Danny’s in the basement; he don’t even have a clue.
He’s sleeping off a bender, and he won’t be around ‘til noon.
She’s counting every dollar.
She’s packing up her things.
Wake up, wake up, wake up, wake up. Of course he knew. He had to know.
Boss is in the back, and there’s three new cashiers to blame.
67 dollars ain’t enough to make a claim.
This job’s a dime a dozen.
So what if I get caught?
It’s easy, easy, easy when you’re down on your luck
to take a knife and stab your brother in the back,
step upon sidewalk’s cracks that break your mother’s back.
Oh, let’s burn the bridge. Oh, the bridge is burned.
My girlfriend’s in a frenzy ‘cause she’s 26 days late.
That little piece of plastic shouldn’t carry so much weight.
Before we even knew
I told her we were through.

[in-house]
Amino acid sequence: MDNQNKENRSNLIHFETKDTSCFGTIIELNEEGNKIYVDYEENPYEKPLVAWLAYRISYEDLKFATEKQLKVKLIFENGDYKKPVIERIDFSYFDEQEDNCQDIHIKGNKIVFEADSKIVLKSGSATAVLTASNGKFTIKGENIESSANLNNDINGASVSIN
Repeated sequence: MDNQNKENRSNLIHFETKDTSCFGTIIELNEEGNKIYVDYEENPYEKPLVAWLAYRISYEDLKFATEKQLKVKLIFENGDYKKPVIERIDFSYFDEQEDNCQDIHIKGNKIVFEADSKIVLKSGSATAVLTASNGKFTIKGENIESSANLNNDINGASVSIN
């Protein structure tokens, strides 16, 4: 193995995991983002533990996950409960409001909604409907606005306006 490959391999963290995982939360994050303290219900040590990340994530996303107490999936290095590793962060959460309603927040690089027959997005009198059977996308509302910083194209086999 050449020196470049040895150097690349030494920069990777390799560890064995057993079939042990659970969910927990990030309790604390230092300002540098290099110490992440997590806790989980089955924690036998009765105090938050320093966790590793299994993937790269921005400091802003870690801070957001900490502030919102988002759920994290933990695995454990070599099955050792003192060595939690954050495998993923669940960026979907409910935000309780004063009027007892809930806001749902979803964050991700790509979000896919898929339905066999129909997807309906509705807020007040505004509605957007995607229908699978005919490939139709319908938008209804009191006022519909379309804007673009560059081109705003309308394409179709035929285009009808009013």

It’s easy, easy, easy, easy to cut my losses
and turn and walk away like we don’t have no history
and start again with someone new with whom there’s mystery.
And no, oh, no, responsibility. Just burn the bridge.
But when I take some time to ponder out unkindness,
in my heart I feel regret, but in my head I plot my next pre-emptive strike.
My best friend Ethan’s brother went to bat for him last week.
Ethan owed some money from a losing gambling streak.
But once the debt was paid
he couldn’t be allayed.
Hit me. Hit me. Hit me. Hit me. Hit me one more time.
Into a hole he fell that he could never climb.
He called his brother once again but this time was denied.
Oh, the bridge was burned.